The Long Island alt-rockers spill the dirt on their beloved Fender guitars, outrageous fuzzboxes, and why they both prefer boutique cabs.

On July 7, 2014, Premier Guitar met with Jesse Lacey and his tech Joe Cannetti, and lead guitarist Vincent Accardi of the Long Island alt-rockers Brand New before their show in Louisville, Kentucky. Lacey spilled the dirt on his love of Fender guitars and fuzz pedals.

Jesse Lacey's Gear

Lacey keeps it all single-coil. His No. 1 is a battered ’70s Fender Tele with a Curtis Novak Tel-V bridge pickup.
Next is a 2006 Fender Custom Shop Jazzmaster with a matching headstock.
Last, but not least, is a 2009 Stagg Jazzmaster-style guitar with single-coils in the neck and middle positions, and a Fender Jaguar single-coil in the bridge position. Amps
Lacey goes big and loud with a DR103 Hiwatt Custom 100 head plugged into a Janice 2x12 cab loaded with one Eminence Delta and one Swamp Thang speaker. Running in conjunction with the Hiwatt is a Gibson 1990s-era Orange Overdrive 80 that has been modded for 120-watt output. The Orange drives a Janice 2x12 with two Weber FC12s. Effects
A true gear geek, Lacey did all the wiring and soldering on his pedalboard. When his signal first hits the board, an L.R. Baggs Para Acoustic DI sends a signal to the front of house. Another line runs into a GigRig Pro-14 switching system, which routes the signal to a Crowther Audio Hotcake overdrive, a modded MXR Blue Box, a Fuzzrocious Zuul, a BYOC Large Beaver, a Walrus Audio Voyager, an Old Blood Noise Endeavors Black Fountain, a TC Electronic Corona, a Mr. Black DeluxePlus, a Dr. Scientist Radical Red Reverberator, a Smallsound/Bigsound Buzzz, a Boss DD-6 Digital Delay, and a Boss TU-2 tuner.

Vincent Accardi's Gear

Accardi keeps it Fender-y with his stock 60th Anniversary Fender Cyclone.
Another go-to axe is a 60th Anniversary Fender ’72 Telecaster Deluxe with a Cyclone neck.
Accardi also plays a 1992 MIM Fender Strat he has owned since he was a kid. Amps
Accardi uses a 300-watt Fender Super Bassman Pro tube head plugged into two cabs: a Janice 2x12 loaded with two Eminence EM12s, and a Janice 2x15 with two Eminence Legend 1518s. Effects
Accardi’s MKS Pedal Pad uses both built-in MKS and Walrus Audio Aetos power supplies to juice a Boss TU-2 tuner, two Boss PS-5 Super Shifters, a Gig-Fx Chopper, a Dunlop Cry Baby from Hell wah, a Catalinbread Dirty Little Secret, a Pro Co RAT, a Marshall ShredMaster, a Boss TR-2 Tremolo, a Boss CH-1 Super Chorus, a Boss PH-3 Phase Shifter, and three delays—an Old Blood Noise Endeavors Black Fountain, a Boss DD-6, and a Boss DD-7.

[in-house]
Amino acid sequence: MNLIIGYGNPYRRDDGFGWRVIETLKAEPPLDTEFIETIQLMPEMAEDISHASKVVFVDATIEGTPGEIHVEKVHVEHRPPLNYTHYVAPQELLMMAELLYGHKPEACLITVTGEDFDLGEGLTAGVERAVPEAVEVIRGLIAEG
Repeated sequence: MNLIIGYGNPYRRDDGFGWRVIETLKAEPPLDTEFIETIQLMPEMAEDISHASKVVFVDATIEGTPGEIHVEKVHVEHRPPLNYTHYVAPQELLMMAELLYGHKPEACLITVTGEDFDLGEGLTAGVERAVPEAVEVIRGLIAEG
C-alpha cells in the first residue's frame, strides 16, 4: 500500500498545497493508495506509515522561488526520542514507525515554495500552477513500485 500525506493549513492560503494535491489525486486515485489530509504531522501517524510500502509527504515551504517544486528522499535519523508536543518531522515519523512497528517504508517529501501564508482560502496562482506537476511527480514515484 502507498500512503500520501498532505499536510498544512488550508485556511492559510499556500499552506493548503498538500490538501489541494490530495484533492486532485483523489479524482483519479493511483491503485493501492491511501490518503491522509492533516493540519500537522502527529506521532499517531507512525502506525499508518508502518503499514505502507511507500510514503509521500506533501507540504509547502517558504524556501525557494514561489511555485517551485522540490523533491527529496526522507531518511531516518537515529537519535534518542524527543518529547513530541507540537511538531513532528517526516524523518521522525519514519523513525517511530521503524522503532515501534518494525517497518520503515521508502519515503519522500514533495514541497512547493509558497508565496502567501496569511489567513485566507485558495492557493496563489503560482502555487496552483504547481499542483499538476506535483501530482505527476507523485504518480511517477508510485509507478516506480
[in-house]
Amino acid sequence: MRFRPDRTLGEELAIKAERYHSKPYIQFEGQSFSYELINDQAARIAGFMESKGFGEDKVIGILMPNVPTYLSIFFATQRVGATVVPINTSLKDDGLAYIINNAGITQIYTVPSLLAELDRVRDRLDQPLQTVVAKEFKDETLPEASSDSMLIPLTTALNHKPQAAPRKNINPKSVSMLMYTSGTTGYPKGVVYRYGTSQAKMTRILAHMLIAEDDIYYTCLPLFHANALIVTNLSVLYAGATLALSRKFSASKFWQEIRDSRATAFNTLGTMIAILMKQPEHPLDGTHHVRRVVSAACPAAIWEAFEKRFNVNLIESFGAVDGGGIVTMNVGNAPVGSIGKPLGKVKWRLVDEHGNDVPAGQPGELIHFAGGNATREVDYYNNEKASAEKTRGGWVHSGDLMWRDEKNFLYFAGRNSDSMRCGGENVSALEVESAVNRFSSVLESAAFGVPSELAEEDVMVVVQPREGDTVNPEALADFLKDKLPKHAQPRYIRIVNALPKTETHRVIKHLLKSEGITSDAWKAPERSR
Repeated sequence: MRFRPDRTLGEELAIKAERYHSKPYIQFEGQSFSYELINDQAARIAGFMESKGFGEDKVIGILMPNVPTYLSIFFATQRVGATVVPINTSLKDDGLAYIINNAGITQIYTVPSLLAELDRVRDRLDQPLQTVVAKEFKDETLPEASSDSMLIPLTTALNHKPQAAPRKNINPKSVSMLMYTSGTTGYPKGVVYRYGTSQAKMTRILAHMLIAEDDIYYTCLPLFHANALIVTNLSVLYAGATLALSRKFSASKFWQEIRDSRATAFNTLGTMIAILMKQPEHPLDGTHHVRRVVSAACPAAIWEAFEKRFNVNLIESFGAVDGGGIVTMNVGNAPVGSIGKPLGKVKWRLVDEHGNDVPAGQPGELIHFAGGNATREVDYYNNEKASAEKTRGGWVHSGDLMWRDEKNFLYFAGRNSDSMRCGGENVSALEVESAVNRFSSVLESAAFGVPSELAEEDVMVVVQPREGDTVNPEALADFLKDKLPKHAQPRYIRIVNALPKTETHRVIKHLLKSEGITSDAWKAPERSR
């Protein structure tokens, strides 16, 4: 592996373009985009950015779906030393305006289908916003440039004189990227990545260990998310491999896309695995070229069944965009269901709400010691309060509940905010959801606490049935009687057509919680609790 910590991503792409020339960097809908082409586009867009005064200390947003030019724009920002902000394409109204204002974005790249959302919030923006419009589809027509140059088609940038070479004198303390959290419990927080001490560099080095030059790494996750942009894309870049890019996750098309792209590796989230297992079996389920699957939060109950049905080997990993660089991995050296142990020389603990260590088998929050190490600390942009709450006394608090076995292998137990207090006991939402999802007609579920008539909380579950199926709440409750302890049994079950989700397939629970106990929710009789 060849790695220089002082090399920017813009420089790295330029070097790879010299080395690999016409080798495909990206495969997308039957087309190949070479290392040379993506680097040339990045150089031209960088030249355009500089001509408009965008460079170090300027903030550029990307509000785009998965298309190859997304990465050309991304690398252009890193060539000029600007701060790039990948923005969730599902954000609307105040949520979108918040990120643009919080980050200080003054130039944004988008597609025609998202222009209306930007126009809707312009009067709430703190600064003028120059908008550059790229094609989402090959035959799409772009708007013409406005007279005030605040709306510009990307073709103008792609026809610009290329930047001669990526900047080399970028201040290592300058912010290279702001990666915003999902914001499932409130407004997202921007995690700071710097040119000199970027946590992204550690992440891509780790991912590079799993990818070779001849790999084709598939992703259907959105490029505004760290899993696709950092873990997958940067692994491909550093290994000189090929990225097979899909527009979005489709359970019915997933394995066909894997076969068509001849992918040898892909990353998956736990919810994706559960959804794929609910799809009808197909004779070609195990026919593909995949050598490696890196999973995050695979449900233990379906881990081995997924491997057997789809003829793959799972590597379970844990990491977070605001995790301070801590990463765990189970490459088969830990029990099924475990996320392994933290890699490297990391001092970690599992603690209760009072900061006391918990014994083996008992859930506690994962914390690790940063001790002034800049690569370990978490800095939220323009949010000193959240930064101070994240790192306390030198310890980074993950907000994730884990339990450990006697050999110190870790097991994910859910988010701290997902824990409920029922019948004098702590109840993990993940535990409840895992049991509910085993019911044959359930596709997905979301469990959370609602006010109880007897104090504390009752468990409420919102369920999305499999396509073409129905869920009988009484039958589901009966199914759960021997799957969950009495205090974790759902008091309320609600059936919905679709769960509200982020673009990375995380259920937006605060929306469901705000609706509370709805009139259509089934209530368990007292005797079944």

Although it was not used at this show, Accardi typically runs a ’63 Fender Tube Reverb unit between his last pedal and his amp.


Multiple modulation modes and malleable voices cement a venerable pedal’s classic status.

Huge range of mellow to immersive modulation sounds. Easy to use. Stereo output. Useful input gain control.

Can sound thin compared to many analog chorus and flange classics.


TC Electronic SCF Gold


When you consider stompboxes that have achieved ubiquity and longevity, images of Tube Screamers, Big Muffs, or Boss’ DD series delays probably flash before your eyes. It’s less likely that TC Electronic’s Stereo Chorus Flanger comes to mind. But when you consider that its fundamental architecture has remained essentially unchanged since 1976 and that it has consistently satisfied persnickety tone hounds like Eric Johnson, it’s hard to not be dazzled by its staying power—or wonder what makes it such an indispensable staple for so many players.

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Photo by Chad Kelco

Melodies, hooks, clean tones, and no guitar solos. Are we sure this Elliott Smith fan fronts a doom-metal band? (We’re sure!)

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